Obviously it's not completely impossible, we've seen double rings before. But as you said, it would be bad for gaming, which is pretty much Intel's last bastion so that would be a terrible idea for the desktop range.

    Beyond a weird U-shaped layout, a single ring bus will always grow in just one dimension.
    HEDT CPUs always take a hit in gaming due to the non-uniform latency in HCC/XCC setups.

    Latency goes up with the number of stops on ring busses too, that's why Intel never made CPUs beyond 12 cores per ring and has gone mesh for its newer HCC/XCC chips.
    Reply
  • spongiemaster
    MasterMadBones said:
    The biggest problem is die size. It's impossible to make more than 10 Skylake cores on a ring bus on 14nm within the LGA1200 package. It just gets too long.
    This is about HEDT, not the LGA1200 socket. The topend HEDT chips haven't used a ring bus for years. I have no idea what THG was trying point out from what you quoted. Intel released an 18 core HEDT CPU 2 and 1/2 years ago. It's not the core count that's killing power, it's taking a 5 year old architecture and pushing it to 5Ghz+ clock speeds that takes 14nm out of its optimal power curve. With a better architecture, they wouldn't need to push the clock speeds so high.

    You can't even buy Cascade Lake X now, no surprise Intel isn't going to release anything new this year. They've given up on HEDT as the chips they can currently produce have no real market.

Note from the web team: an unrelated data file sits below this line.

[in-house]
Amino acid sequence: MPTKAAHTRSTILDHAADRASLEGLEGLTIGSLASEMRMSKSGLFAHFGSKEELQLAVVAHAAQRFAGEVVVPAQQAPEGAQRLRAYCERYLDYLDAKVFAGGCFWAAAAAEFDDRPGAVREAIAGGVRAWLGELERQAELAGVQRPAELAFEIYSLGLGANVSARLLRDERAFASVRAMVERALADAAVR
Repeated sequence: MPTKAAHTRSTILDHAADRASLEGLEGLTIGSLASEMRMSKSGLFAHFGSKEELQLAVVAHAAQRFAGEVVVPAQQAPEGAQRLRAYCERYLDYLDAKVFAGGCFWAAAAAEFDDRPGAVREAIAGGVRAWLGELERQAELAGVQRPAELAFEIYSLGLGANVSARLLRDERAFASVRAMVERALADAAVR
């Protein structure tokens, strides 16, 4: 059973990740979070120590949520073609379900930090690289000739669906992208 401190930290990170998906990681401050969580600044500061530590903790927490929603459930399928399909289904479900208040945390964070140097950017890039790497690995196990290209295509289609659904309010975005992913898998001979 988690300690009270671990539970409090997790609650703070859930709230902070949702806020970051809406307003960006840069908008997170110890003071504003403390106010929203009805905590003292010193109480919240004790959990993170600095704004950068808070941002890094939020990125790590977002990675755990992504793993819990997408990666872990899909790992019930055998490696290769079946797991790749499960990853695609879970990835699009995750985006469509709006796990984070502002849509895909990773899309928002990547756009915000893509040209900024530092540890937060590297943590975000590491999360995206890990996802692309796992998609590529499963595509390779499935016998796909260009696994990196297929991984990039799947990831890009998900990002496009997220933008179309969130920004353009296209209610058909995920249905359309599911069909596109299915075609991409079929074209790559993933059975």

Reply
  • InvalidError
    spongiemaster said:
    It's not the core count that's killing power, it's taking a 5 year old architecture and pushing it to 5Ghz+ clock speeds that takes 14nm out of its optimal power curve.
    A newer architecture will INCREASE clock-for-clock power draw due to increased complexity, not reduce it. That's why more advanced architectures require a more advanced process to keep timings, die size and power in check. Power-wise, Intel's 14nm is still doing quite well at stock boost, no real problem there.
    Reply
  • spongiemaster
    InvalidError said:
    A newer architecture will INCREASE clock-for-clock power draw due to increased complexity, not reduce it. That's why more advanced architectures require a more advanced process to keep timings, die size and power in check. Power-wise, Intel's 14nm is still doing quite well at stock boost, no real problem there.
    I didn't say a new architecture running at the same clock speeds as the previous one would lower power draw.
    Reply